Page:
In February 2010, David Shields released “Reality Hunger: A Manifesto.” In this text, Shields laid out a barrage of thoughts (some his own, but most grabbed and remixed from the voices and works of other thinkers and writers), arranging them into twenty-six theme-driven chapters. All this in an effort to light a fire in the world of fiction, which “Reality Hunger” chastised as an increasingly hermetic one, amidst an era of hyper media-saturation, constantly evolving form, and an overwhelming public demand for sensation and brevity.
“Fakes,” a new anthology of writing curated by Shields and Matthew Vollmer, represents a work in this vein. With its plurality of voices, all pushing at the edges of form in various—but always short-lived—styles, this collection (subtitled “An Anthology of Pseudo-Interviews, Faux-Lectures, Quasi-Letters, “Found” Texts and Other Fraudulent Artifacts”) highlights and propagates an alternative to the marginalized voice of The Author.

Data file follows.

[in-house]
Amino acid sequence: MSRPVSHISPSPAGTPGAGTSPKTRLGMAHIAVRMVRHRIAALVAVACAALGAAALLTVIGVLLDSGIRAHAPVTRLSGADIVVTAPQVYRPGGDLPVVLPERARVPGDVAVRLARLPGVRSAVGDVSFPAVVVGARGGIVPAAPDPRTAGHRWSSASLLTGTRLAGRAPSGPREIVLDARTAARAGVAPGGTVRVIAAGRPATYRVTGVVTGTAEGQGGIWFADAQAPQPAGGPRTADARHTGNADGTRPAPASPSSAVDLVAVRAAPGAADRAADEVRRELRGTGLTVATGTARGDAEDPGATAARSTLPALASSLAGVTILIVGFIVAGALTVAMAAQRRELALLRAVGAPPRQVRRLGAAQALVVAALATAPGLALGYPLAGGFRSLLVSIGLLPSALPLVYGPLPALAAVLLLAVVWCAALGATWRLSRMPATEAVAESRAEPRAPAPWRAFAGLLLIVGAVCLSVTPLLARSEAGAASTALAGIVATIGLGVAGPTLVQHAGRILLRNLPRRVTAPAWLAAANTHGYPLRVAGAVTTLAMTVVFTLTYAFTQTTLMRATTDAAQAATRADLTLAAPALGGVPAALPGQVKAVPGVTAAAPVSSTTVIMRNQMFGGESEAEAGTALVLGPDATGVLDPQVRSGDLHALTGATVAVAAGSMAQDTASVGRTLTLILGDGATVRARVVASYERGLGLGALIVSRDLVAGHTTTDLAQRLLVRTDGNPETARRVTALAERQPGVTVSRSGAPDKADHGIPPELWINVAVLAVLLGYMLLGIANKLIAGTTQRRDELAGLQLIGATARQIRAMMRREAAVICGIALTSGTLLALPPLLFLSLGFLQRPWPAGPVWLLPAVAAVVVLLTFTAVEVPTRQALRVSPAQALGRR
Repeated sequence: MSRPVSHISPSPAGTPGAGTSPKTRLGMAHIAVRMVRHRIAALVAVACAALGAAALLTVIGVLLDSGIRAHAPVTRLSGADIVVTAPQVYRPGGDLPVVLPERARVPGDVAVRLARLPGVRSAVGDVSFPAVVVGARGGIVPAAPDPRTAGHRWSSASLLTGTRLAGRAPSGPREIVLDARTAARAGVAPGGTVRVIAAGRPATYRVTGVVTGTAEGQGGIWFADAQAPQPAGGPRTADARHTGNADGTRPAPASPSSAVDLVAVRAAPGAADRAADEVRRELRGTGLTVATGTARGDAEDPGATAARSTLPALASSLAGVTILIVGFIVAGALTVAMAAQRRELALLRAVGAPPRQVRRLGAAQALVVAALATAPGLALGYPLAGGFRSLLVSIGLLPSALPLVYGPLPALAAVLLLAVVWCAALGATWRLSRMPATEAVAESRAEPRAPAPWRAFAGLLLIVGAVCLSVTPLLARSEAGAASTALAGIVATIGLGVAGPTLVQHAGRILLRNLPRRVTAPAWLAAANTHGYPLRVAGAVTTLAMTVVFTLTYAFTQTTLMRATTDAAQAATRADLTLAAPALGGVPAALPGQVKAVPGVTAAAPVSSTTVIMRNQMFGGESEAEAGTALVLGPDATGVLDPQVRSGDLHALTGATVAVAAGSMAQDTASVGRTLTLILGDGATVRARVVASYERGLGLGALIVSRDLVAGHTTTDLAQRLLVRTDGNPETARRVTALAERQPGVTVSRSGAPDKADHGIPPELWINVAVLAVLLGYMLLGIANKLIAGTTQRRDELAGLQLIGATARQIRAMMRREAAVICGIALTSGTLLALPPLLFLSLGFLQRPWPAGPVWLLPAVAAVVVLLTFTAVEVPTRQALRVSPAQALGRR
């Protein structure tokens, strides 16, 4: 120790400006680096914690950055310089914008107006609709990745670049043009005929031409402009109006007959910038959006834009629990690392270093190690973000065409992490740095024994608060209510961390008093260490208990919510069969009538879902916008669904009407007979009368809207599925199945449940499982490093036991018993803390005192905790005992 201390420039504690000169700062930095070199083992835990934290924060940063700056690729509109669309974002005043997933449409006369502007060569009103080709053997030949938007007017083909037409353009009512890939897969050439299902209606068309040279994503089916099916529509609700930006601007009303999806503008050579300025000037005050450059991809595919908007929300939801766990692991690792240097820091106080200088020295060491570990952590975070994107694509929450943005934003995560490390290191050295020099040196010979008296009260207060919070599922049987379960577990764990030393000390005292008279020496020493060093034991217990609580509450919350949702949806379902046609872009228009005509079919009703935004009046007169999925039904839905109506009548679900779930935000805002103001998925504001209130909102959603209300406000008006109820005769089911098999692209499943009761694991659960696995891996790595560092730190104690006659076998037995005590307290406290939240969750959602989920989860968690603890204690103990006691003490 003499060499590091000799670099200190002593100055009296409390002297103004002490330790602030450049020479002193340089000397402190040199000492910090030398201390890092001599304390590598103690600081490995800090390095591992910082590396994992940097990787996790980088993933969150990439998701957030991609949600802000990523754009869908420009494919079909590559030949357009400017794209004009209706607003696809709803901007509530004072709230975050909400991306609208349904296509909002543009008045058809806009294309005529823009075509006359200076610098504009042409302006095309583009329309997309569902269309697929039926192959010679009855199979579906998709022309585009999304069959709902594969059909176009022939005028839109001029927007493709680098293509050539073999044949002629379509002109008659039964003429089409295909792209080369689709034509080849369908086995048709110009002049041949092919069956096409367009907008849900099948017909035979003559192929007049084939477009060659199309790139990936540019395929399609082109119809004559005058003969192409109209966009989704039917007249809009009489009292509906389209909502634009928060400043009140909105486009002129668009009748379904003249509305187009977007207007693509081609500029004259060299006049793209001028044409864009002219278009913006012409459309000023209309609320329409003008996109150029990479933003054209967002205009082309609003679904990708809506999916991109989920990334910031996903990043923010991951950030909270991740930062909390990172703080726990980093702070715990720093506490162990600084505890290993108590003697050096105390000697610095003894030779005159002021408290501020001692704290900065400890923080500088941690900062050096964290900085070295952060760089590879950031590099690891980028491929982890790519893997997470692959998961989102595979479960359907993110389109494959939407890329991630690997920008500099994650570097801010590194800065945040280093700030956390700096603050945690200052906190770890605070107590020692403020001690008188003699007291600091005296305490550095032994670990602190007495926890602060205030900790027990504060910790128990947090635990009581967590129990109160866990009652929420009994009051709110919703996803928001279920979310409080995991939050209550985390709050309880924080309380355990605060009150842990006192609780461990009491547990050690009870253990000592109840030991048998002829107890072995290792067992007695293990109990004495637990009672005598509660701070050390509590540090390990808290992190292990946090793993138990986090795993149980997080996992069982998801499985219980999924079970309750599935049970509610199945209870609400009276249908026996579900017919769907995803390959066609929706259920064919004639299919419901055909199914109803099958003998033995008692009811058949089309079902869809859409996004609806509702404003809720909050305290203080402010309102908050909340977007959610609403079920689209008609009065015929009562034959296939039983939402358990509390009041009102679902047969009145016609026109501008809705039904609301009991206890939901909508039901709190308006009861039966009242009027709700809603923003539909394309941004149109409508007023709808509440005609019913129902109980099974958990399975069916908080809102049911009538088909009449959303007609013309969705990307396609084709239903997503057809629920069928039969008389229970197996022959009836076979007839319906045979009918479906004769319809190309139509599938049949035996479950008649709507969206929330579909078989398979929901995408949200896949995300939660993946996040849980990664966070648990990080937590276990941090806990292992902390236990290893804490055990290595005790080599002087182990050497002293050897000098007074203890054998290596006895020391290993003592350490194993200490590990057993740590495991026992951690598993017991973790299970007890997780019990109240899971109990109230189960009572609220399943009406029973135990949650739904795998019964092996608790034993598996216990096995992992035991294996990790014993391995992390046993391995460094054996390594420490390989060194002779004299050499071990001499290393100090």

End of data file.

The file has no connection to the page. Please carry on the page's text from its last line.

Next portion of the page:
There’s no arguing that the amount of pure information which inundates us daily is, to say the least, staggering—especially if you’ve got a desk job. Novel reading has dropped off noticeably in this climate, but the energy of The Novel’s soul (“or whatever it is inside us that might otherwise wither, if not for the life-giving and life-sustaining energy of art,” the foreword states) remains abundant, and wonders where to go, this shared human energy of story and language. Read the rest of this entry »